17. #542
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    It's going to happen, one way or another.

  18. #543
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    Quote Originally Posted by neufox47 View Post
    You have no idea what you are talking about other than you spread bullshit you read off some science denier page. I don’t see many sources for your bullshit either, just your opinions and naysaying against actual scientists and industry experts.

    The cheapest electricity being produced today is from solar. Take out the subsidies and they are still the cheapest production around. Solar has and continues to get cheaper and will for many years. Fossil fuel sources are not getting cheaper.

    And the big issue is available real estate? Surely you can’t be that stupid. The roof space alone in most countries is enough area to accommodate most if not all energy needs. That is space that is being used for almost nothing. Further your assertion that these systems need to be replaced every 20-30 years is bullshit. https://www.google.com/amp/s/mobile..../amp/7475.html. Current degradation rates are .4% annually, while that won’t go to infinity it will go well beyond the 20 year warranties and 30 year useful life estimates.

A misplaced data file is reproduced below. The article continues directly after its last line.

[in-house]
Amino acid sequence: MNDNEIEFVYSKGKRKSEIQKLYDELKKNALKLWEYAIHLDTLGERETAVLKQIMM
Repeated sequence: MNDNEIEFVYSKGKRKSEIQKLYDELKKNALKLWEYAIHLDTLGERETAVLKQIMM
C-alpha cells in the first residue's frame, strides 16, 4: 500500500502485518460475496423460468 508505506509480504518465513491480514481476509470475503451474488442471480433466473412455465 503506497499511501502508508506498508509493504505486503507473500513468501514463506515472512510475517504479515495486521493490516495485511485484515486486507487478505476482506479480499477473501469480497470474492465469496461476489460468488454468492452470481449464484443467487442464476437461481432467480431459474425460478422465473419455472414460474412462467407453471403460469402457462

Lastly, you make the argument that disposal and environmental costs aren’t included in renewables? Like they are for fossil fuels? JFC. When the lifetime environmental costs of fossil fuel systems is compared to renewables, renewables win in the vast vast majority of cases.
    You only have to look one page back to see that you don't know what you are talking about. neufox47: "Video is obviously from a moron and not a scientist. Yes most ice loss is from calving not “melt” so therefore melt doesn’t exceed new snowfall."



    Do you realize that there is a big difference in the cost between solar farms and solar on roofs? The levelized cost of energy for residential solar roof is 4-7x higher than that of utility scale. So that means you are back to the land use problem. And not all land is created equal when it comes to solar.